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Project Name : Protecting Tigers, People and their vital habitats in the Sundarban delta through engaging the local communities phase 2
Doner : IUCN-KfW
Sector : Wildlife Conservation
Area : Adjacent Sundarban villages
Time Line : Jul, 2021 to Dec, 2023
Brief of activities :
The current ITHCP phase (II) in the Sundarban Delta of India and Bangladesh aims at expanding and building up on the work initiated in the previous phase (I). This Delta is the only mangrove tiger habitat in the world, a UNESCO world Heritage site, a Ramsar site, a legally protected Tiger Reserve (Indian) and a Reserve Forest (Bangladesh), which together holds around 200 breeding tigers (114 on Indian part and 88 on Bangladesh part, as per latest estimates). The Tiger habitat is divided across the two countries in a 60:40 ratio, with the larger part falling in Bangladesh. The concerned ITHCP project is being implemented in the select three village areas each in Bangladesh and Indian Sundarban.
In the current phase, the proponents attempt to amplify the work already initiated in the previous phase, as well as extend learning and sharing across borders by, for the first time, replicating initiatives that have proven success on one side of the border, on the other side. Towards this, two Sundarban Education Centres are being developed on the Indian side as they have been working successfully on the Bangladesh side.
Addressing three issues, losses incurred due to human-tiger conflicts, poverty of fringe village dwellers as well as the emergent Climate change related crises, the project aims to enhance the livelihoods of nearly 500 beneficiaries in the three villages. It also will provide improved (low-emission low-fuelwood consumption) cook stoves to around 750 needy households in the project villages, thereby also reducing health risks, especially to women. Around 300 or more beneficiaries heavily dependent on forest resources will also be provided skill development trainings to ensure sustainable forest resource collection as well as reduced vulnerability to tiger attacks. On the Indian side, local communities have opted to erect a net barrier stretch to protect their villages and people from tigers that move out of the forests.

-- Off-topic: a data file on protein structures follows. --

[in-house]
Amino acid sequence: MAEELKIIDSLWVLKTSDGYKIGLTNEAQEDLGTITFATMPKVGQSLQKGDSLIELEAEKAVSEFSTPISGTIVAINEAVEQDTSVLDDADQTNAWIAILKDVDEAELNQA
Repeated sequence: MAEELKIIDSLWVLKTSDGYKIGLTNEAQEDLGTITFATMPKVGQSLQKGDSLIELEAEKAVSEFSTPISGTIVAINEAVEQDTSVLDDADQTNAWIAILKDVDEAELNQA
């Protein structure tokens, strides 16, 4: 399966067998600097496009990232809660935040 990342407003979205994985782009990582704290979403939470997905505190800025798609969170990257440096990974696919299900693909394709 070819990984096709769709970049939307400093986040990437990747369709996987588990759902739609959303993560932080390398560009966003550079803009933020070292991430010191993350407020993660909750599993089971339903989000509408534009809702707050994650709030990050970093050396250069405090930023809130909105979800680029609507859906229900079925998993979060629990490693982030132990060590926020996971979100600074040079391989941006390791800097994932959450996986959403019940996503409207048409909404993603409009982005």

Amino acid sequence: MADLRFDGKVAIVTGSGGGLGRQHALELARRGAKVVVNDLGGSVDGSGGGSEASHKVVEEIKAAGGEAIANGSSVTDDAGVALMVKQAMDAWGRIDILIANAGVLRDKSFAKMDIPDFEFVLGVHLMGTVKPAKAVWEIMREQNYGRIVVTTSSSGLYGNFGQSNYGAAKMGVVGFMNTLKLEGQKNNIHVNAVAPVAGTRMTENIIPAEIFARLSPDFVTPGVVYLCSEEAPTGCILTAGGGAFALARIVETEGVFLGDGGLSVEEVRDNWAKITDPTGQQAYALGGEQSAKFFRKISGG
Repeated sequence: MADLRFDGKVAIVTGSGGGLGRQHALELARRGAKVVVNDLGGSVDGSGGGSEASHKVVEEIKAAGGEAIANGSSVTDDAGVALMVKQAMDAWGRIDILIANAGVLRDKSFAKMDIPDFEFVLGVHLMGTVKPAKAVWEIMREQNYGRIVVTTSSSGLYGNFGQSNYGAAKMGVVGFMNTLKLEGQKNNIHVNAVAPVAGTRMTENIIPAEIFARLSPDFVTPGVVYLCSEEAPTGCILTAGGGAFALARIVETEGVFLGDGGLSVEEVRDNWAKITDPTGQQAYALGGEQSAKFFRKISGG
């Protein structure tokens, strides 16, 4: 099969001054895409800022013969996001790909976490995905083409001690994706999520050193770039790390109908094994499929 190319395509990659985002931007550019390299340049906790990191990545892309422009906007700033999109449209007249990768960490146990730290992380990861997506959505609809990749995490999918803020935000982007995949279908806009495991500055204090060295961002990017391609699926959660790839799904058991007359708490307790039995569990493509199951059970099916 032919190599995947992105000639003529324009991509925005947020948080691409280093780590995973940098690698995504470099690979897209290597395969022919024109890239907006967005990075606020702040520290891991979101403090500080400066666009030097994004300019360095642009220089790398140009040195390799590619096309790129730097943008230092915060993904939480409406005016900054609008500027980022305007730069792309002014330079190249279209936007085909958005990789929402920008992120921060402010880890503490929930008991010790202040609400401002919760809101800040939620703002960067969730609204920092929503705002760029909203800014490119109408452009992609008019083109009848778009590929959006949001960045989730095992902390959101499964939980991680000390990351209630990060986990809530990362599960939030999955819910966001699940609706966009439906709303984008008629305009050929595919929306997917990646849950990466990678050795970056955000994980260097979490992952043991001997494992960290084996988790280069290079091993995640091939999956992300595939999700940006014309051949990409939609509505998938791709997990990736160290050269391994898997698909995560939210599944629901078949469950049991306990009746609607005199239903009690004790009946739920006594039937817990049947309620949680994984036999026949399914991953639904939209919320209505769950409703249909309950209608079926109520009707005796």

The project also aims to enhance its efforts to integrate local communities into local tiger conservation efforts. On the Indian side, the Bagh Bondhu (friends of the tiger) and the Tiger Scouts initiatives are also being replicated based on their success in Bangladesh. On the Bangladesh part also, the existing community engagement frameworks will be carried ahead, and some aspects amplified and enhanced. For instance, one new SEC is planned be developed in Bangladesh also. Additionally, the solar streetlights to provide illumination at key areas of the project villages is also planned in this phase. In addition to this, actual human-tiger conflict mitigation work will also be continued in full swing through the Emergency Response Team (ERT), Forest Tiger Rescue Team (FTRT), and Village Tiger Response Teams (VTRT) in Bangladesh Sundarban, and the Primary Response Team (PRT) and Rapid Response Team (RRT) in Indian Sundarban. A new initiate to develop a functional hotline linked to a database to allow real-time collation of actual data on human-tiger conflicts in the landscape and also facilitate swifter response to conflict situations through fast dissemination of information, has also been planned in the current phase.
The project also aims at furthering greater learning and sharing across the borders and has thus envisaged conducting exchange trips to allow local community members, conservation agency staff and forest staff to travel and witness the work being carried out across the border to further tiger conservation. Lastly, this phase of the project also aims to conduct a comprehensive survey to assess and create a baseline for prey distribution across the Bangladesh Sundarban, to allow for future comparative assessments.
The entire project has been designed in consultation with important stakeholders in the project regions and also aims at following a consultative process for implementation, especially where community related activities are concerned. In line with this, the project has developed a Stakeholder engagement plan, a robust grievance mechanism and an Environment and Social management plan to be implemented throughout the course of the project. A detailed FPIC protocol will also be developed at the inception period of the phase II project.